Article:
Multiomics analyses of vesicular transport pathway-specific transcripts and proteins in ovine amnion: responses to altered intramembranous transport

Cecilia Cheung, Debra Anderson, Robert A. Brace

Research output: Contribution to journalArticle

2 Scopus citations

Abstract

Amniotic fluid volume (AFV) is determined by the rate of intramembranous (IM) transport of amniotic fluid (AF) across the amnion. This transport is regulated by fetal urine-derived stimulators and AF inhibitors. Our objective was to utilize a multiomics approach to determine the IM transport pathways and identify the regulators. Four groups of fetal sheep with experimentally induced alterations in IM transport rate were studied: control, urine drainage (UD), urine drainage with fluid replacement (UDR), and intra-amniotic fluid infusion (IA). Amnion, AF, and fetal urine were subjected to transcriptomics (RNA-Seq) and proteomics studies followed by Ingenuity Pathway Analysis. The analysis uncovered nine transport-associated pathways and four groups of differentially expressed transcripts and proteins. These can be categorized into mediators of vesicular uptake and endocytosis, intracellular trafficking, pathway activation and signaling, and energy metabolism. UD decreased IM transport rate and AFV in conjunction with enhanced expression of vesicular endocytosis regulators but reduced expression of intracellular trafficking mediators. With UDR, IM transport rate decreased and AFV increased. Energy metabolism activators increased while trafficking mediators decreased in expression. IA increased IM transport rate and AFV together with enhanced expressions of vesicular endocytosis and trafficking mediators. We conclude that IM transport across the amnion is regulated by multiple vesicular transcytotic and signaling pathways and that the mediators of intracellular trafficking most likely play an important role in determining the rate of IM transport. Furthermore, the motor protein cytoplasmic dynein light chain-1, which coexpressed in AF and fetal urine, may function as a urine-derived IM transport stimulator.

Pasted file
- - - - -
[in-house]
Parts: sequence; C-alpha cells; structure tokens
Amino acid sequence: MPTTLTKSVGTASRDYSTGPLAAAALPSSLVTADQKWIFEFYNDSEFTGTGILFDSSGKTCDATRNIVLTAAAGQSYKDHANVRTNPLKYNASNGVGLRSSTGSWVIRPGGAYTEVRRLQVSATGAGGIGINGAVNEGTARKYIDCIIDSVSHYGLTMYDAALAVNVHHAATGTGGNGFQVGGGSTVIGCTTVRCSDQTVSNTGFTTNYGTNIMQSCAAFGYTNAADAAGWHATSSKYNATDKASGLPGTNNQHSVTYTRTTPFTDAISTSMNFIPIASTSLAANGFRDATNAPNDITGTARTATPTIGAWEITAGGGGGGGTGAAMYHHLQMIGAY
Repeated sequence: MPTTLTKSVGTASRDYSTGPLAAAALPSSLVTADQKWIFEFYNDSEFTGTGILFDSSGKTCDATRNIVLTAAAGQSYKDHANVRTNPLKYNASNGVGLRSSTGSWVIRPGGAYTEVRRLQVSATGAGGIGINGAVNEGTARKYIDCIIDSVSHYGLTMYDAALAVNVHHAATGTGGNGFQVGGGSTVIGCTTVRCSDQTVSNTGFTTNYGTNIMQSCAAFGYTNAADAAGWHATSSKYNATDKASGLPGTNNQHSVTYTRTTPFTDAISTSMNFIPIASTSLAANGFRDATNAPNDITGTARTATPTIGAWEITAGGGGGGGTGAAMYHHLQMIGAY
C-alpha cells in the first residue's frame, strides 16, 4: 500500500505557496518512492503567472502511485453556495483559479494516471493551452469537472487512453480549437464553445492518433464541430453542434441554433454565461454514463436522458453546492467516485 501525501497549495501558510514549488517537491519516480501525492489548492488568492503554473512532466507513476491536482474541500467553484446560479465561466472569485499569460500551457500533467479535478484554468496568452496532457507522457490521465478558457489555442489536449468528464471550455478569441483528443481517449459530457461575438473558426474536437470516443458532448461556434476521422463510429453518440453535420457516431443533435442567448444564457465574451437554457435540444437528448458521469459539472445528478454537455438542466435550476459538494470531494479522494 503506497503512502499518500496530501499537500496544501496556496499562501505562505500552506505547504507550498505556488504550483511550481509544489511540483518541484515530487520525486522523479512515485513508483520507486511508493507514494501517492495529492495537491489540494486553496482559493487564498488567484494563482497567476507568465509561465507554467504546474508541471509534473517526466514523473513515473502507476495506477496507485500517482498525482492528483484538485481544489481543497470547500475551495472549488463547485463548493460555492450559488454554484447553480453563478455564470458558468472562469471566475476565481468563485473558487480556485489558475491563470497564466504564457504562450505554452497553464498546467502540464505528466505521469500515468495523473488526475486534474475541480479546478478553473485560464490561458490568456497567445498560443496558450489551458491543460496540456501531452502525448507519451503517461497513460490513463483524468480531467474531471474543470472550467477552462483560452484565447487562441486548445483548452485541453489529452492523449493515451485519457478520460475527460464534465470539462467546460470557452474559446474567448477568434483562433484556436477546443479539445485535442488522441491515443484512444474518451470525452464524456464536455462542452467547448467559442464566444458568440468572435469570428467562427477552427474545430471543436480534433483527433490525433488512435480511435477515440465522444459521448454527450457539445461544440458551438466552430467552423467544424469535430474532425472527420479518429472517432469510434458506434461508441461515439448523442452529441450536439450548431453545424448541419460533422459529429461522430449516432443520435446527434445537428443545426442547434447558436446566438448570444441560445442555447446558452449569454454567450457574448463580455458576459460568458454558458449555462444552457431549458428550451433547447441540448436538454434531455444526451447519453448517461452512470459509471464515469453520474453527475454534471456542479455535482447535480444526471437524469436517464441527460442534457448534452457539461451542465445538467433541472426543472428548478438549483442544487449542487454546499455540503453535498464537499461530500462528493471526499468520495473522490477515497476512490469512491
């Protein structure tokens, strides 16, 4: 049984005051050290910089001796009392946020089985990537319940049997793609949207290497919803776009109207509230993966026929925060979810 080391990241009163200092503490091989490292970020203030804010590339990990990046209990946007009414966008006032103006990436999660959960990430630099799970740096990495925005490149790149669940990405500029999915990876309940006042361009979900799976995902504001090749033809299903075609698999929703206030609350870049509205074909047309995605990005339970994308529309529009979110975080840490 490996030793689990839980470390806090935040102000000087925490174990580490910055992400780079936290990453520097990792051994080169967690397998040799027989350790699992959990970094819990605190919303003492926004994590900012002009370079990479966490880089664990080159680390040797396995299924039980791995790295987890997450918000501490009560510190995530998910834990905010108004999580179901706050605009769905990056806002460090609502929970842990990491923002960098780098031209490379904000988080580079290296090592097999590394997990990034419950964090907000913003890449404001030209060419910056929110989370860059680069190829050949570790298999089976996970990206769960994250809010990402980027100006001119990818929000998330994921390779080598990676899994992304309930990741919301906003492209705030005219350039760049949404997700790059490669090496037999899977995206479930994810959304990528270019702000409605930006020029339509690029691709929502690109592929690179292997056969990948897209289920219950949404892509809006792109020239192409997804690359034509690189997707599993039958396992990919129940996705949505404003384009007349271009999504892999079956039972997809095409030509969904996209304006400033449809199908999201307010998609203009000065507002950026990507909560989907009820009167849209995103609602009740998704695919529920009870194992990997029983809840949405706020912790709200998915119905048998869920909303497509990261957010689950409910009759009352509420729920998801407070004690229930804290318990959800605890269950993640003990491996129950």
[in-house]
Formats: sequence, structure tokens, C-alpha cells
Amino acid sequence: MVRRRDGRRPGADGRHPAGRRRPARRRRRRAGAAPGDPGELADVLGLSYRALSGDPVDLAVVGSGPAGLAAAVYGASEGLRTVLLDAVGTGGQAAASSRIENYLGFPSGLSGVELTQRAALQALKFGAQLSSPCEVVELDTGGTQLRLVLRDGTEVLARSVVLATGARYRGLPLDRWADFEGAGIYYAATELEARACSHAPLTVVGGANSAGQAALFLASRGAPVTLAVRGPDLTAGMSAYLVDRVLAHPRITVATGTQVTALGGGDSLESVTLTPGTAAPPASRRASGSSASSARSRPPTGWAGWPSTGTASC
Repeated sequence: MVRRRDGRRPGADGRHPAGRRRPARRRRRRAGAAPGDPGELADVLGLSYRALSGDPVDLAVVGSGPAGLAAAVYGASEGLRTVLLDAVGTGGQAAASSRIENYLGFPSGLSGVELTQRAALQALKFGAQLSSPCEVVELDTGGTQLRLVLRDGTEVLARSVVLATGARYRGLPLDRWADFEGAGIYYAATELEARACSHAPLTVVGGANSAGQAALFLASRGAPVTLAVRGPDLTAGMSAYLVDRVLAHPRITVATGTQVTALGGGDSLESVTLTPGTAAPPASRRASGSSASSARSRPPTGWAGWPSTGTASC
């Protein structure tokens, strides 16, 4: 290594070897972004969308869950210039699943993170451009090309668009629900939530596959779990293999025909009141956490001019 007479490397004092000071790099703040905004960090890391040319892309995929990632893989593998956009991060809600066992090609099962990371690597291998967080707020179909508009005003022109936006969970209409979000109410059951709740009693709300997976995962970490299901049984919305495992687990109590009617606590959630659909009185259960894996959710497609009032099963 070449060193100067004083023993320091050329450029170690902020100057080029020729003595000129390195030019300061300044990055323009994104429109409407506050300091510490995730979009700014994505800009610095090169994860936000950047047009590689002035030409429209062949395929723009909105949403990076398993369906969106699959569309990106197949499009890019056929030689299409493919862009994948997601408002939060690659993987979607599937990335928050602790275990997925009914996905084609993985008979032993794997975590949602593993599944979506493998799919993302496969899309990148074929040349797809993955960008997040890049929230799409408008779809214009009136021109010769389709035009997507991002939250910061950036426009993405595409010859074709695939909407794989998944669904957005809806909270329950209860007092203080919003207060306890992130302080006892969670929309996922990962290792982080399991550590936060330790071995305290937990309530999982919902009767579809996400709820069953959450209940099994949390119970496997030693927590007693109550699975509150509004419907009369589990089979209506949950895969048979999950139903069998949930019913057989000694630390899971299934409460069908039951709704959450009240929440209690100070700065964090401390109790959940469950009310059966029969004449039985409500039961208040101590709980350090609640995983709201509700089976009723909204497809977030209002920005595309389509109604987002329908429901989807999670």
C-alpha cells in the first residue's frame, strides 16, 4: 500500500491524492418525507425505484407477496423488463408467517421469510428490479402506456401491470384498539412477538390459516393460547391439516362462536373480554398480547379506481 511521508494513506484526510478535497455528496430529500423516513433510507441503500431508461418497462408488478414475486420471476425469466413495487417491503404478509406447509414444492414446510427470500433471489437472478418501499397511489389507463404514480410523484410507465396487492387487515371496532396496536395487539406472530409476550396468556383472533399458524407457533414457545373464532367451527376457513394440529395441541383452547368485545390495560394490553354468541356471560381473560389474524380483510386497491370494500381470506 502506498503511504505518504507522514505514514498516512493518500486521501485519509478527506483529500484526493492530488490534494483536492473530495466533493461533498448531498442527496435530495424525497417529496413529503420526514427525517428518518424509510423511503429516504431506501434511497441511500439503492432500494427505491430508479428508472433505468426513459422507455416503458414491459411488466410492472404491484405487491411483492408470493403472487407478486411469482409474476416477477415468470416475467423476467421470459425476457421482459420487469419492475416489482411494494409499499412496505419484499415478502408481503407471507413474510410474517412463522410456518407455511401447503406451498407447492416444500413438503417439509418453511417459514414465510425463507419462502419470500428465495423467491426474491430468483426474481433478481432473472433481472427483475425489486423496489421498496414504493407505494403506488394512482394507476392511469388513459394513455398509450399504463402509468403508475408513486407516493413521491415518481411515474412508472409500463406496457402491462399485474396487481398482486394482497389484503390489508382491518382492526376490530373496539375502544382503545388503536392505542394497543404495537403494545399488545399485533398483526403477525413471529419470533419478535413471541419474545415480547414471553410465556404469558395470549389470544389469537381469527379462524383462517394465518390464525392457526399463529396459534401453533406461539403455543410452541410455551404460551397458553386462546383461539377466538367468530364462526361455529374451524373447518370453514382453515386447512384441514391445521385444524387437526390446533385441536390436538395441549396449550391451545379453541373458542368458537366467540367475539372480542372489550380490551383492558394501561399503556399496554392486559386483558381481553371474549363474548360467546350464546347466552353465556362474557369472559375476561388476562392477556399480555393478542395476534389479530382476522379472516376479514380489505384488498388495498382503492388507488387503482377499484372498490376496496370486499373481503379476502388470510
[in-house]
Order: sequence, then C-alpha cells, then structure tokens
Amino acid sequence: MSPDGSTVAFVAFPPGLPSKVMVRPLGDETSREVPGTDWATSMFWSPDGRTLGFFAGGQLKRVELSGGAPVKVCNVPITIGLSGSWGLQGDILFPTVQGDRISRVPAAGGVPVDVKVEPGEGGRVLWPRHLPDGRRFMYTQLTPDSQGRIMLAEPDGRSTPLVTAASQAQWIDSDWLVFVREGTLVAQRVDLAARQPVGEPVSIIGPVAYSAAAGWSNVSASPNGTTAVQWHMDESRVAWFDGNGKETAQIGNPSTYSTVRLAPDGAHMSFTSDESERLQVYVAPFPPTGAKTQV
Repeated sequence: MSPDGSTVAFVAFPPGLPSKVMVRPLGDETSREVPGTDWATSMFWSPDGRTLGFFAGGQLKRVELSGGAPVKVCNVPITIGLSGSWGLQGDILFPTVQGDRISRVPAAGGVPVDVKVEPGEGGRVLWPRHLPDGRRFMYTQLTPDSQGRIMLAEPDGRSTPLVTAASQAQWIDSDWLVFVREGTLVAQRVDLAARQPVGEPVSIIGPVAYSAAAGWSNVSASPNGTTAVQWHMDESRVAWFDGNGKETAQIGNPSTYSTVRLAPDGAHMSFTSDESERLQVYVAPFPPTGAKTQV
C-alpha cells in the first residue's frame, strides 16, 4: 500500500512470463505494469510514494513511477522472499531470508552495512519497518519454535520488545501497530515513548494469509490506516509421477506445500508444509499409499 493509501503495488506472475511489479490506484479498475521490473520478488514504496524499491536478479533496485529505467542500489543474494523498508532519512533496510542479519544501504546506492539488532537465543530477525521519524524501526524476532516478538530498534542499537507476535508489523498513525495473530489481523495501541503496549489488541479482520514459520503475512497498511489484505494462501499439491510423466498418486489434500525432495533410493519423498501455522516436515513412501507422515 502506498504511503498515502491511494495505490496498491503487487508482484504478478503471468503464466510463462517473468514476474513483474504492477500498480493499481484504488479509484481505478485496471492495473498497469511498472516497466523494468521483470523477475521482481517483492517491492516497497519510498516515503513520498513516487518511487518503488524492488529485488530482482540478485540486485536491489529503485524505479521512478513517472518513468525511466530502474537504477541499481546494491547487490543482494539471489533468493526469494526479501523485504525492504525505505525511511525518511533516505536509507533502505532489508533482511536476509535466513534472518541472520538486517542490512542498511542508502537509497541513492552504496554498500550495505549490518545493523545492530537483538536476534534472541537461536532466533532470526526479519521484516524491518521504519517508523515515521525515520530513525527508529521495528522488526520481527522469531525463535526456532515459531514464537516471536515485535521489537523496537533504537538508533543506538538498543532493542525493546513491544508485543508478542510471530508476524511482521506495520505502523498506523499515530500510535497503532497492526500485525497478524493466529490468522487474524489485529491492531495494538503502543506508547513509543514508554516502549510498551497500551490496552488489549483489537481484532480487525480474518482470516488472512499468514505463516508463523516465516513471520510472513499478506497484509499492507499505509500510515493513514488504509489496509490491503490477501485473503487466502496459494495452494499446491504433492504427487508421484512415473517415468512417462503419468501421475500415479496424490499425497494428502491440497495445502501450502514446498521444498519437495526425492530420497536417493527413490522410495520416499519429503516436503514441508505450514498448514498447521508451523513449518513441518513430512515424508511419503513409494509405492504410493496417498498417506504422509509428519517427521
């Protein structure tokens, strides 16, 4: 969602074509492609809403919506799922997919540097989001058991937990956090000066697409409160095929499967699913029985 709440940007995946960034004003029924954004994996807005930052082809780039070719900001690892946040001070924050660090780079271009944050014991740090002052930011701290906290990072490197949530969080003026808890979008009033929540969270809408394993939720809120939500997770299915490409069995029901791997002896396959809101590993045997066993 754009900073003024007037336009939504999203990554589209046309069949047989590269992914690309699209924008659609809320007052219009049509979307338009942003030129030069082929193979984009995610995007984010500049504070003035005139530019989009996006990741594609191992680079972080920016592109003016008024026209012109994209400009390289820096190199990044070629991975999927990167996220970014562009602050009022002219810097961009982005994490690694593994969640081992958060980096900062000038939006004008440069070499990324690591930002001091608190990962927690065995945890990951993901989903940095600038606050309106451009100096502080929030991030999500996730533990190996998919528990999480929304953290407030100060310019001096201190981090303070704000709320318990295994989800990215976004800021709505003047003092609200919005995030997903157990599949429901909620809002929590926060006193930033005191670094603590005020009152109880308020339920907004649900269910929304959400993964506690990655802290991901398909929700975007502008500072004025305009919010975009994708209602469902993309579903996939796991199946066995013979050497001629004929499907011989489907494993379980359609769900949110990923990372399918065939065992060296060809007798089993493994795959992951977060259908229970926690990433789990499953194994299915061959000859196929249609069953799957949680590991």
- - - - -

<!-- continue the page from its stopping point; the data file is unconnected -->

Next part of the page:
Original languageEnglish (US)
Pages (from-to)267-278
Number of pages12
JournalPhysiological genomics
Volume51
Issue number7
DOIs
StatePublished - Jul 1 2019

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Keywords

  • amniotic fluid volume
  • intramembranous absorption
  • proteomics
  • transcriptomics
  • vesicular transport

ASJC Scopus subject areas

  • Physiology
  • Genetics

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